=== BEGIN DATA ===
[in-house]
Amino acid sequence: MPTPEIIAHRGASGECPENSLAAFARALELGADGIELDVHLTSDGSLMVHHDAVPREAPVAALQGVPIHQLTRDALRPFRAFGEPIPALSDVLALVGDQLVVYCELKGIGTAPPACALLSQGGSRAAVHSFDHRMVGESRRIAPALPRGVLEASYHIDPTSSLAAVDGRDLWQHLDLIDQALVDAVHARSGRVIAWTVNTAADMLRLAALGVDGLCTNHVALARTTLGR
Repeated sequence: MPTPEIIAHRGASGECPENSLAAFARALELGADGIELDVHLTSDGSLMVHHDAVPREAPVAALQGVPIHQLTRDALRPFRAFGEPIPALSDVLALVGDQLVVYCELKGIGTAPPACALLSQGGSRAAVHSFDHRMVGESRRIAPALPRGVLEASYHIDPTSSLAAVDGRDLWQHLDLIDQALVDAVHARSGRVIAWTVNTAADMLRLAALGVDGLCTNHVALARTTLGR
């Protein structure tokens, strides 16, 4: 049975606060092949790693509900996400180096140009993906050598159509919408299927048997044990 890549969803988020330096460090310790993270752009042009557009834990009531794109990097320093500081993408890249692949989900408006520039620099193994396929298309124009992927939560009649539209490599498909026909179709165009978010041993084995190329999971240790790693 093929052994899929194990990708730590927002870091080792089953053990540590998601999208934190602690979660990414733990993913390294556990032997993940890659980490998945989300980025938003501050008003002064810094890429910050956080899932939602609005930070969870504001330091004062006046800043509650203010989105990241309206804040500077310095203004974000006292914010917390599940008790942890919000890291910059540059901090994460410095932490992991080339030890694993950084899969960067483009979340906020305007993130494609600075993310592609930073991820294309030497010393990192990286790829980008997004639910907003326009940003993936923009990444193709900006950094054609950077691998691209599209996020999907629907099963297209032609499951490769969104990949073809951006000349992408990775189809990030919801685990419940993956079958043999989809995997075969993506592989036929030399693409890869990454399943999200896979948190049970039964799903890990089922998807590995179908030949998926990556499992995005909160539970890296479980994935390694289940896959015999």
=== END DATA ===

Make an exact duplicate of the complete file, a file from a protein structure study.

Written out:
[in-house]
Amino acid sequence: MPTPEIIAHRGASGECPENSLAAFARALELGADGIELDVHLTSDGSLMVHHDAVPREAPVAALQGVPIHQLTRDALRPFRAFGEPIPALSDVLALVGDQLVVYCELKGIGTAPPACALLSQGGSRAAVHSFDHRMVGESRRIAPALPRGVLEASYHIDPTSSLAAVDGRDLWQHLDLIDQALVDAVHARSGRVIAWTVNTAADMLRLAALGVDGLCTNHVALARTTLGR
Repeated sequence: MPTPEIIAHRGASGECPENSLAAFARALELGADGIELDVHLTSDGSLMVHHDAVPREAPVAALQGVPIHQLTRDALRPFRAFGEPIPALSDVLALVGDQLVVYCELKGIGTAPPACALLSQGGSRAAVHSFDHRMVGESRRIAPALPRGVLEASYHIDPTSSLAAVDGRDLWQHLDLIDQALVDAVHARSGRVIAWTVNTAADMLRLAALGVDGLCTNHVALARTTLGR
């Protein structure tokens, strides 16, 4: 049975606060092949790693509900996400180096140009993906050598159509919408299927048997044990 890549969803988020330096460090310790993270752009042009557009834990009531794109990097320093500081993408890249692949989900408006520039620099193994396929298309124009992927939560009649539209490599498909026909179709165009978010041993084995190329999971240790790693 093929052994899929194990990708730590927002870091080792089953053990540590998601999208934190602690979660990414733990993913390294556990032997993940890659980490998945989300980025938003501050008003002064810094890429910050956080899932939602609005930070969870504001330091004062006046800043509650203010989105990241309206804040500077310095203004974000006292914010917390599940008790942890919000890291910059540059901090994460410095932490992991080339030890694993950084899969960067483009979340906020305007993130494609600075993310592609930073991820294309030497010393990192990286790829980008997004639910907003326009940003993936923009990444193709900006950094054609950077691998691209599209996020999907629907099963297209032609499951490769969104990949073809951006000349992408990775189809990030919801685990419940993956079958043999989809995997075969993506592989036929030399693409890869990454399943999200896979948190049970039964799903890990089922998807590995179908030949998926990556499992995005909160539970890296479980994935390694289940896959015999």